View Full Version : Odd marks on film?

14-Feb-2016, 15:26
Just puzzled as to what the following marks might be - here's the whole image (scaled to a sane size):


The most obvious faults are the two white stripes - just above the window, and on the head on the left lintel.


There are some solid black areas on the tiles:


And one area that's neither one nor the other:


These are not scanning errors (though there is dust on the scan - a very rough and ready scan) - they're in the negative. The white stripes are there in the silver; the black bits don't look like missing emulsion, and I have no idea what's going on in the last one - it's there on the neg.

Any thoughts?


14-Feb-2016, 15:40
What film?

14-Feb-2016, 16:23
Adox CHS 50 - a couple of years out of date. But check the 'show your churches' thread in the pictures section for three more from the same batch, same place, same day, same developing tank.


14-Feb-2016, 17:09
Adox, There's your sign.

Paul Metcalf
14-Feb-2016, 17:25
White marks sure look like hair/fuzz to me at time of negative exposure. Not sure about the others if they're also on the negative.

15-Feb-2016, 00:08
Hair on the negatives would show black on the final image, no?


16-Feb-2016, 06:56
It could be static electricity !
The black areas might be a precipitate during the development.
The grey area, could it be in the subject ?

Paul Metcalf
16-Feb-2016, 07:23
yeah, sorry brain fart on my part. Was thinking negative when looking at images.

16-Feb-2016, 09:18
No worries, Paul! We've all done it...

Thalmees, I don't *think* the grey area was there in the subject, but it's possible. Static... well, I did wonder about that but I would have expected a more 'feathery' line - though I admit I have never seen static on a film before, and it *was* a new box of film, wrapped in plastic, in a nylon changing bag, on a dry winter day - classic opportunities for static to be generated. I can't see a precipitate from the development given (a) that it was continuous development, and (b) three others in the same batch show no sign of it.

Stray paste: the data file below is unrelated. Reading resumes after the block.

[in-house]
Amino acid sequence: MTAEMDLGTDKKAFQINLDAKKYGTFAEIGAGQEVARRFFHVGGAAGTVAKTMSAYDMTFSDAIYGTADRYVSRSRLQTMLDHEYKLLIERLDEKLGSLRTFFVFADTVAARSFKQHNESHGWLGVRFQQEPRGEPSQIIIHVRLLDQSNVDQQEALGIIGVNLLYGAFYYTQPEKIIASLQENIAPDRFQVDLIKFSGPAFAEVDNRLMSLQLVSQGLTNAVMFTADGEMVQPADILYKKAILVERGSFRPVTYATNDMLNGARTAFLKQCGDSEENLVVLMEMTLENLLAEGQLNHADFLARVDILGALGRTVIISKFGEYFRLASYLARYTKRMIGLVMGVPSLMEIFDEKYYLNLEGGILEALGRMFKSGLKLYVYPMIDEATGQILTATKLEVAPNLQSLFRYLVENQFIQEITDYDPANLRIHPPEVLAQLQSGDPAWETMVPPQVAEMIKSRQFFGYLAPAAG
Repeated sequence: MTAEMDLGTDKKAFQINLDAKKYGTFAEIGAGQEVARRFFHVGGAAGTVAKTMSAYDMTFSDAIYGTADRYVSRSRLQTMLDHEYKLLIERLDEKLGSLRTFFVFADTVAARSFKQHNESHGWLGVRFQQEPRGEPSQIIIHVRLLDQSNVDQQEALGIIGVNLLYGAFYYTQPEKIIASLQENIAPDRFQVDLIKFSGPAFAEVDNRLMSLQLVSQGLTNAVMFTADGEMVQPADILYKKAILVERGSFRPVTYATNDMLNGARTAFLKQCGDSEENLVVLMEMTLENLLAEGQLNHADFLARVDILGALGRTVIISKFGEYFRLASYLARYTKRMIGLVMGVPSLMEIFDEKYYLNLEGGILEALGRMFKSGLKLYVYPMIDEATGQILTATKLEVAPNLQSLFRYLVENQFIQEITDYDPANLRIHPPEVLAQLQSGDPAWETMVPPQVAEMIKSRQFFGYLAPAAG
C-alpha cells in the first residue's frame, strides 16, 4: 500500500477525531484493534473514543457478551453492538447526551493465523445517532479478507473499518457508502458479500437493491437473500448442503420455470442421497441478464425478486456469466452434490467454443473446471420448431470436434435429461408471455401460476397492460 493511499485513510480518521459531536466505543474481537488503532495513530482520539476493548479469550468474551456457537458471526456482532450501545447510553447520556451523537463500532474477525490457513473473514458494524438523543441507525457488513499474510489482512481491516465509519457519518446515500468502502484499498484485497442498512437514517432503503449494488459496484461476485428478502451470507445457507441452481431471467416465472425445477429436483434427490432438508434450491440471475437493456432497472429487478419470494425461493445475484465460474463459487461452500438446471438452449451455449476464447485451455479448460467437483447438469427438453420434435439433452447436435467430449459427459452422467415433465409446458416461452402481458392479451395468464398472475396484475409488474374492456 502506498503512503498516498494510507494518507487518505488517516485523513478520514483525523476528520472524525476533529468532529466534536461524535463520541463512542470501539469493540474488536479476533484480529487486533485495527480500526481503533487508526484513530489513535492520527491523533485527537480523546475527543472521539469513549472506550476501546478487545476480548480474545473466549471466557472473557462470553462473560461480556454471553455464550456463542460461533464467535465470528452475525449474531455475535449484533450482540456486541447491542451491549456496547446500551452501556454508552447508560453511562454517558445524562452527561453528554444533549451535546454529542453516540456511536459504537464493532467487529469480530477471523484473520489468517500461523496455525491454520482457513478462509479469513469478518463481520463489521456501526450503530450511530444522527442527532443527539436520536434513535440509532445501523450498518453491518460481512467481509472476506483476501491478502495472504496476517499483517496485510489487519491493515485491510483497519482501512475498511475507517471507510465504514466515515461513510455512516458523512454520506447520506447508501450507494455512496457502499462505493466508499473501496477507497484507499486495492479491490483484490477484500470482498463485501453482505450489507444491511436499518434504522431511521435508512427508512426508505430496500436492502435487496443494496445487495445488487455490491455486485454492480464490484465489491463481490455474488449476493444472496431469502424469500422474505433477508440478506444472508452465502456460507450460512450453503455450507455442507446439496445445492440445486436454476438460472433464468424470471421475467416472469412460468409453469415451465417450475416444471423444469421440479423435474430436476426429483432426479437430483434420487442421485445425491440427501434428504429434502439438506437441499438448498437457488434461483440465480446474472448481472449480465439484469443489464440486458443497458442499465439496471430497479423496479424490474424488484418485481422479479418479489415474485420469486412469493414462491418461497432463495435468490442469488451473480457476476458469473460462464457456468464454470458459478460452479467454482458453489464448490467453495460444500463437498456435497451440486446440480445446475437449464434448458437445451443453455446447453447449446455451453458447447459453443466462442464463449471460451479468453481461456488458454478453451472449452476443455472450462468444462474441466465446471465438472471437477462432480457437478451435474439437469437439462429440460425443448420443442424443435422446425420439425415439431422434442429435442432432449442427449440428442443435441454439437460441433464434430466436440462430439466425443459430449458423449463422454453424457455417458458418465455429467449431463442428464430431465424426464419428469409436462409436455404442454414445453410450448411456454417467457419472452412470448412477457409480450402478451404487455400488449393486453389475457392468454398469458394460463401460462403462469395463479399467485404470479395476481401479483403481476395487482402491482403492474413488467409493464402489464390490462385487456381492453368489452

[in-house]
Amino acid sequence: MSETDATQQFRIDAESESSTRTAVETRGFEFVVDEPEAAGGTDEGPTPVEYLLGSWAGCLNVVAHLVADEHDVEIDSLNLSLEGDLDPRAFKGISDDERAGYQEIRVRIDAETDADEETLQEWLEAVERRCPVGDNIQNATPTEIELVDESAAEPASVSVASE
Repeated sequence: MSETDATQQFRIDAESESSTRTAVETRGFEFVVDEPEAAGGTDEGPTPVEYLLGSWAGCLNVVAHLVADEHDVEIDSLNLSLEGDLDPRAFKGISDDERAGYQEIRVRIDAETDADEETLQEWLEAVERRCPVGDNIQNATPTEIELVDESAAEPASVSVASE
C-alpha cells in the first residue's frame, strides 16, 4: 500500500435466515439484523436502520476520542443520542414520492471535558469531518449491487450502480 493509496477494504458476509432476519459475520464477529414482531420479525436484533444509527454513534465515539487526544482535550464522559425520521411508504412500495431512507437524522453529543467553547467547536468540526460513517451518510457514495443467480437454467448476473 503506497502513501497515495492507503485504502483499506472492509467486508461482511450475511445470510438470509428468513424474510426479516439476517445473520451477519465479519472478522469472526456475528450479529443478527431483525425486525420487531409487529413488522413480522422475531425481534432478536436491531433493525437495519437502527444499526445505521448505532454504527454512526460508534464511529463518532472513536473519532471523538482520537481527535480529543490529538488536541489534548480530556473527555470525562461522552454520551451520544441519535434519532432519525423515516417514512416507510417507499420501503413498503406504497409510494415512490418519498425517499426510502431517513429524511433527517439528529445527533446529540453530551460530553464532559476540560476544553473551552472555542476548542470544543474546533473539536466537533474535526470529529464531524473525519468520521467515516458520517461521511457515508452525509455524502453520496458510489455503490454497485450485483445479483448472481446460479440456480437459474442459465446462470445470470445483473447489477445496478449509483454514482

I'm leaning to a film fault of some type.


18-Feb-2016, 07:42
Hello Neil,
Static usually choose the best negative, but fortunately it does not know yet the best place on the negative. I'm talking about my static. Yours, looks it does know where to hit !!!
Why you do not elaborate on film(type/size) and processing ?
Lots of photographers around(LFPF) are so kind to share their experiences on this topic.

18-Feb-2016, 08:59
Sorry - forgot the status! It's my current brew: 4x5 Adox CHS 50 (the last box - couple of years out of date) developed in R09 at 50:1, 8 minutes, orbital developer, 4 sheets at a time.


20-Feb-2016, 07:27
Neil, thanks for the information.
Another reason to think of precipitate during development, is the Paterson Orbital Processor.
Beautiful daylight processor, use it from time to time for semi stand development.
I do not know R09, but I think it's a thick syrup like Kodak HC110.
From my reading and following in photographic communities, R09 is no1 adopted film developer ever among photographers. I think will settle on R09 someday after I finish trying all developers I have now.
The old partially filled bottle of HC110 had a precipitate at the bottom.
I think if used without paying attention to re-dissolve the precipitate before mixing(or at least leaving it at the bottom), it could cause black marks like that on your film.